Senior Research Analyst, Global Exploration
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There has been enormous change in the upstream industry in the last year. Challenges around energy security, sustainability and price volatility all make for uncertain times. But could the external environment present a revitalised opportunity for exploration? What role will exploration play in providing alternative supply options to Europe? And could we see exploration capitalise on the enormous surplus cash in the industry?
We tackled these questions, and more, in Global exploration: 5 things to watch in 2023. Fill in the form on this page for a complimentary copy of the full report, and read on for a short introduction to a few of the key themes.
Energy security concerns have put all supply options back on the table
The energy environment has transformed almost beyond belief from a year ago. Russia’s invasion of Ukraine and a near doubling of commodity prices have thrown energy security into the spotlight. Exploration still had a role to play before the supply crisis unfolded. But there are now strong fundamentals to support more exploration to help reduce import reliance on Russia.
All supply options are back on the table. Exploration won’t be the short-term solution for keeping the lights on this winter in Europe, but it is a candidate for securing future supply. It could play a critical role in ensuring that Europe can meet demand and deliver energy security while pursuing its energy transition path.
Explorers will need to move fast to exploit opportunities.
A shift in regional spend to those countries best placed to plug the supply gap could be ahead, but explorers will need to move fast to exploit opportunities.
The search for advantage barrels continues
Prioritising advantaged resources, drilling exploration wells more efficiently and an increased understanding of the importance of decarbonisation will all play critical roles in 2023 and beyond.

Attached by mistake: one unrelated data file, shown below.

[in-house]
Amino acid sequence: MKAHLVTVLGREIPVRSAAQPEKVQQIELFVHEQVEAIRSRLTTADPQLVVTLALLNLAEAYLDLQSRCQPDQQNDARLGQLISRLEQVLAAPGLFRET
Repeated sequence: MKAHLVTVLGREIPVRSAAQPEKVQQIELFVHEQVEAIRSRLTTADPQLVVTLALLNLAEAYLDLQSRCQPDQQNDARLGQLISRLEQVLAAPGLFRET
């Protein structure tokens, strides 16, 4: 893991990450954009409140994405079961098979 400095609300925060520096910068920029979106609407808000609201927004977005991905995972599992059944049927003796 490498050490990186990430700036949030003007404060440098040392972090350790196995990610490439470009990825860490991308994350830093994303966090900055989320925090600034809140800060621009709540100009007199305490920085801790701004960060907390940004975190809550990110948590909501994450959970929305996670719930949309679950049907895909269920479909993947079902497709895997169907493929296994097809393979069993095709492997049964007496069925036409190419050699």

Drilling levels will remain broadly similar to 2022, with some delayed drilling from 2020 still underway. High-impact, advantaged exploration will persist as a top priority for big explorers, accounting for the lion's share of exploration budgets.
Around 100 large or giant prospects targeting approximately 36 billion boe will be tested. The Majors and national oil companies (NOCs) will lead the way in this wildcatting, easily funded from their powerful financial positions.
Where are the wells to watch? Read the full report to find out more.
Exploration budgets won’t be booming
The upstream industry is awash with cash. The rapid rise in commodity prices over the last year has provided companies with enormous free cash flows and record profits. In previous upcycles we saw this flow through to sizeable uplifts in spend as companies ploughed money back into the industry.
This time is different. We expect long-term demand uncertainty and ongoing challenging optics will preclude any radical increases in 2023 exploration budgets. Instead, we expect only a modest change as budget increases will continue to prioritise portfolio improvement over growth.
However, commodity prices today do complement the performance and returns reset which took place in the industry during the downturn. We anticipate double-digit returns in 2023 and value creation of an estimated US$10 billion.
What other factors will shape exploration in 2023?
Will NOCs’ exploration dominance continue? Will they emulate the Majors and pivot towards gas-focused exploration? Read Global exploration: 5 things to look for in 2023 for our full set of predictions for the year ahead.